They are suffering, while their adult children, or spouses of their adult children, are acting like spoiled bratty prime donnas. They would rather use their children as a weapons to inflict pain, than allow their children to love and be loved in a setting broader than their immediate family. I wonder how they will feel if their grown children limit access to their grandchildren.

What goes around has a funny way of coming around.

These adult children are immature. Rather than using grown up means of communication, they yank their children from what could be an immensely beneficial situation. There is no consideration for the childrens’ benefit and certainly none for the hurting grandparents.

Most grandparents can’t even protest—they know their rights are limited. They tippy toe, hoping for a crumb of compassion—15 minutes of supervised visits with a grandchild—which will be tossed their way, if they behave.

Talk about a power imbalance. Grown children have all the leverage while grandparents and grandchildren get trampled in the wake.

Yet, here’s the sad thing: both grandchildren and grandparents are the losers.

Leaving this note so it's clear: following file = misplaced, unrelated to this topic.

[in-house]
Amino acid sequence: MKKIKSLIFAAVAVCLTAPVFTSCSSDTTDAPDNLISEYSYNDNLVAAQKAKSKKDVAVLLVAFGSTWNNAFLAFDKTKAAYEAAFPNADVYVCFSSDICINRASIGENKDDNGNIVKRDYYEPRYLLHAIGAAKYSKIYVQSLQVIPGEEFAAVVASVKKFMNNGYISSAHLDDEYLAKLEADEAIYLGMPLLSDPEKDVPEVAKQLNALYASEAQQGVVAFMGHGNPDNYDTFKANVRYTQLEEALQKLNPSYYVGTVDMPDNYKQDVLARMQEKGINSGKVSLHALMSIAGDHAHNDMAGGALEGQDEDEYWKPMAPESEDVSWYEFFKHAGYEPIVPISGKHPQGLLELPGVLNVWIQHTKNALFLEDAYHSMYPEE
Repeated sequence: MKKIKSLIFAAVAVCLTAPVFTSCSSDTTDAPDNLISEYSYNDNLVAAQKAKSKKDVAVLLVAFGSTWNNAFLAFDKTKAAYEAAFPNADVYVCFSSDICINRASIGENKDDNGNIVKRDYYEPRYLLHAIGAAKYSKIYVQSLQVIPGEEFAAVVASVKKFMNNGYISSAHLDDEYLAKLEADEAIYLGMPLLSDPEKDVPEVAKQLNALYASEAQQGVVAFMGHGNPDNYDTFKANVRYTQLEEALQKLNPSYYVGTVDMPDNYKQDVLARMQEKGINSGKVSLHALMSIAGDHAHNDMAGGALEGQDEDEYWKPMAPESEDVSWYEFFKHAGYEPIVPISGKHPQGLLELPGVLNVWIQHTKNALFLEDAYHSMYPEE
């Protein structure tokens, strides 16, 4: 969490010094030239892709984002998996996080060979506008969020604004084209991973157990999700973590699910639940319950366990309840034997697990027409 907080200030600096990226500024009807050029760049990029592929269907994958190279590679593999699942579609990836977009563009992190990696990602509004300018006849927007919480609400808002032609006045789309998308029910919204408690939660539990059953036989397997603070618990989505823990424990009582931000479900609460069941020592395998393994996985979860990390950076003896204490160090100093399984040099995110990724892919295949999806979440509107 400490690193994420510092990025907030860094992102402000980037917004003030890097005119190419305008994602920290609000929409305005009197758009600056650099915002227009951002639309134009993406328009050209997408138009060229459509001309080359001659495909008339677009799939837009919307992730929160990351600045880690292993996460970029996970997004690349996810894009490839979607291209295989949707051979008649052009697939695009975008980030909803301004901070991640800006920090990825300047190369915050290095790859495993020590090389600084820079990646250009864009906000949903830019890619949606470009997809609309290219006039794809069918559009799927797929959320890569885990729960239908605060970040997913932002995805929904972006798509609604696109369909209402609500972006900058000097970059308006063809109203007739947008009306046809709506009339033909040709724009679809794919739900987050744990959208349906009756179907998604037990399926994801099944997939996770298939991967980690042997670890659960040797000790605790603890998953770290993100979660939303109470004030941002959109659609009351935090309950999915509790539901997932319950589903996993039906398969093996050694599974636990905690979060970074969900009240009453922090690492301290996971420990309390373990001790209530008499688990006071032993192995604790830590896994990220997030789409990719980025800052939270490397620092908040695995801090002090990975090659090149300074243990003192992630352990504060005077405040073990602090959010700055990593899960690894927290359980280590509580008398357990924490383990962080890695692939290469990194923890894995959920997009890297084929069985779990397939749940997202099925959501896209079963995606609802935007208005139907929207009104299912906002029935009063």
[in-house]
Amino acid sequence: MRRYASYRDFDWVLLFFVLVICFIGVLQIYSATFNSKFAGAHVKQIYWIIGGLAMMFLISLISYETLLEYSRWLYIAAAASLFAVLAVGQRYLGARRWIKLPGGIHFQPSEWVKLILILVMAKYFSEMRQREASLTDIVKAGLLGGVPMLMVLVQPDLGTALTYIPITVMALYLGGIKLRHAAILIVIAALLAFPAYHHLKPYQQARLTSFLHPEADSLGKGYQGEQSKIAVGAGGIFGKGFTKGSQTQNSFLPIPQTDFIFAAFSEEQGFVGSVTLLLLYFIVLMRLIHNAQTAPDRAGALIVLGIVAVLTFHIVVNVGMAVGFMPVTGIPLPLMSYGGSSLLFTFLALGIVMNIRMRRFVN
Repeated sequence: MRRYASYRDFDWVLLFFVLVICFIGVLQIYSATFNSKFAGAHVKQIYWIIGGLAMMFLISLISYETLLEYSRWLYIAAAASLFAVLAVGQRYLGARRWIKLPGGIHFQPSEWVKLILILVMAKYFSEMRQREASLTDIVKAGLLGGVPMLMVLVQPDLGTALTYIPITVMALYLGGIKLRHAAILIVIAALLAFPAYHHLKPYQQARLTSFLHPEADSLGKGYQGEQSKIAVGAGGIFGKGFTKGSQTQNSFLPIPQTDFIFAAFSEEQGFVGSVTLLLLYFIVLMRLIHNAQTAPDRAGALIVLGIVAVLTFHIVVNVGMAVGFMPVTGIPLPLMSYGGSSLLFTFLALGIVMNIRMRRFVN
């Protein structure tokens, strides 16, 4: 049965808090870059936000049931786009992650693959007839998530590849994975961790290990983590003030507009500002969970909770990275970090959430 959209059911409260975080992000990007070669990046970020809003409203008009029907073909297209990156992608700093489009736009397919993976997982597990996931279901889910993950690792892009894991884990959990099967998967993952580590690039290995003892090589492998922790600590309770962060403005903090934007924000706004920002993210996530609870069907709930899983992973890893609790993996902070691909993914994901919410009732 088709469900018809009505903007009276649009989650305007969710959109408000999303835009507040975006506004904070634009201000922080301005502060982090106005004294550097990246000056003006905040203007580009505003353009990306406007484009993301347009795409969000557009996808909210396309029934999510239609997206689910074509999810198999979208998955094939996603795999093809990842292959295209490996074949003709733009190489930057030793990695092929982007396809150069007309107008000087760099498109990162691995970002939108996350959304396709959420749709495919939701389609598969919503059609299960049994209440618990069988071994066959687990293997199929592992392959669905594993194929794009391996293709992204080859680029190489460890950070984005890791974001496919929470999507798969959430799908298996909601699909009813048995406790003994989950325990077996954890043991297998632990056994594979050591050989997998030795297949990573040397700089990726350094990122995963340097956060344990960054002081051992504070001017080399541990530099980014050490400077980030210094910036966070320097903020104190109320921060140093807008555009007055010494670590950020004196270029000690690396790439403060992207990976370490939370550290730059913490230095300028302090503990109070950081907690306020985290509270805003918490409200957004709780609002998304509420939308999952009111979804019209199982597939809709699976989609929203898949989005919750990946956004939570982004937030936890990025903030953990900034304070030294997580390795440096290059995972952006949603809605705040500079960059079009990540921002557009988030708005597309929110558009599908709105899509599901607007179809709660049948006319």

According to a study presented at the American Sociological Associations 108th annual meeting, grandparents and older grandchildren who have good relationships with each other are less likely to suffer from depression.

Studies find:

“The greater emotional support grandparents and adult grandchildren received from one another, the better their psychological health.”

Sara M. Moorman, an assistant professor in the department of sociology and the Institute on Aging at Boston College. Moorman said she thinks the study resonated with people because of its positive message”

“It’s a good story about family relationships,” she said. “Grandparents and adult grandchildren contribute to each other significantly. That grandparents still continue to be a resource and affect the well-being of their grandchildren into adulthood is meaningful.

Other studies have shown that older men and women who do not have close contact with their family and friends had a 26 percent higher death risk over a seven-year period compared to those who were more social. The increased risk was still observed even if the person did not consider themselves to be lonely.